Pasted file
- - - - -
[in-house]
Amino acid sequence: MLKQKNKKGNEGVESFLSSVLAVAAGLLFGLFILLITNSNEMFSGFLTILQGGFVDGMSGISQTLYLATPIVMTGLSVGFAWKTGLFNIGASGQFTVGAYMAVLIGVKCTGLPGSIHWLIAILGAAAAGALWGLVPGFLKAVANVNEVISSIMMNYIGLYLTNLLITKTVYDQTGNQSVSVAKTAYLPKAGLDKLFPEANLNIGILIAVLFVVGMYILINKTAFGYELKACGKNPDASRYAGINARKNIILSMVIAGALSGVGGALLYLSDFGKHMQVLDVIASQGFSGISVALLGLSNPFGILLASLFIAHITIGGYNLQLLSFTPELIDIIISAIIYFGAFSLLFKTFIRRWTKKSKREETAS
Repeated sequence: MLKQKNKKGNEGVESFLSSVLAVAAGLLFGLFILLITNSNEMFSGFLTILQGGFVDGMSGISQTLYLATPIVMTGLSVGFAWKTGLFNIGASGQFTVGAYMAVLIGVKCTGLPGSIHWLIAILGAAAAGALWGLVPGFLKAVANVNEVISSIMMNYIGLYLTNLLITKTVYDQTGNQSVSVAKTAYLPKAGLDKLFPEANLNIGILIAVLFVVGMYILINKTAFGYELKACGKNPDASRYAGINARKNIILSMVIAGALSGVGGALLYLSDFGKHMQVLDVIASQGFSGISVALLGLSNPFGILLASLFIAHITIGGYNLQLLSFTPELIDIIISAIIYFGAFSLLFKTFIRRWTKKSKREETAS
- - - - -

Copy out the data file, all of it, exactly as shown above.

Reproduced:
[in-house]
Amino acid sequence: MLKQKNKKGNEGVESFLSSVLAVAAGLLFGLFILLITNSNEMFSGFLTILQGGFVDGMSGISQTLYLATPIVMTGLSVGFAWKTGLFNIGASGQFTVGAYMAVLIGVKCTGLPGSIHWLIAILGAAAAGALWGLVPGFLKAVANVNEVISSIMMNYIGLYLTNLLITKTVYDQTGNQSVSVAKTAYLPKAGLDKLFPEANLNIGILIAVLFVVGMYILINKTAFGYELKACGKNPDASRYAGINARKNIILSMVIAGALSGVGGALLYLSDFGKHMQVLDVIASQGFSGISVALLGLSNPFGILLASLFIAHITIGGYNLQLLSFTPELIDIIISAIIYFGAFSLLFKTFIRRWTKKSKREETAS
Repeated sequence: MLKQKNKKGNEGVESFLSSVLAVAAGLLFGLFILLITNSNEMFSGFLTILQGGFVDGMSGISQTLYLATPIVMTGLSVGFAWKTGLFNIGASGQFTVGAYMAVLIGVKCTGLPGSIHWLIAILGAAAAGALWGLVPGFLKAVANVNEVISSIMMNYIGLYLTNLLITKTVYDQTGNQSVSVAKTAYLPKAGLDKLFPEANLNIGILIAVLFVVGMYILINKTAFGYELKACGKNPDASRYAGINARKNIILSMVIAGALSGVGGALLYLSDFGKHMQVLDVIASQGFSGISVALLGLSNPFGILLASLFIAHITIGGYNLQLLSFTPELIDIIISAIIYFGAFSLLFKTFIRRWTKKSKREETAS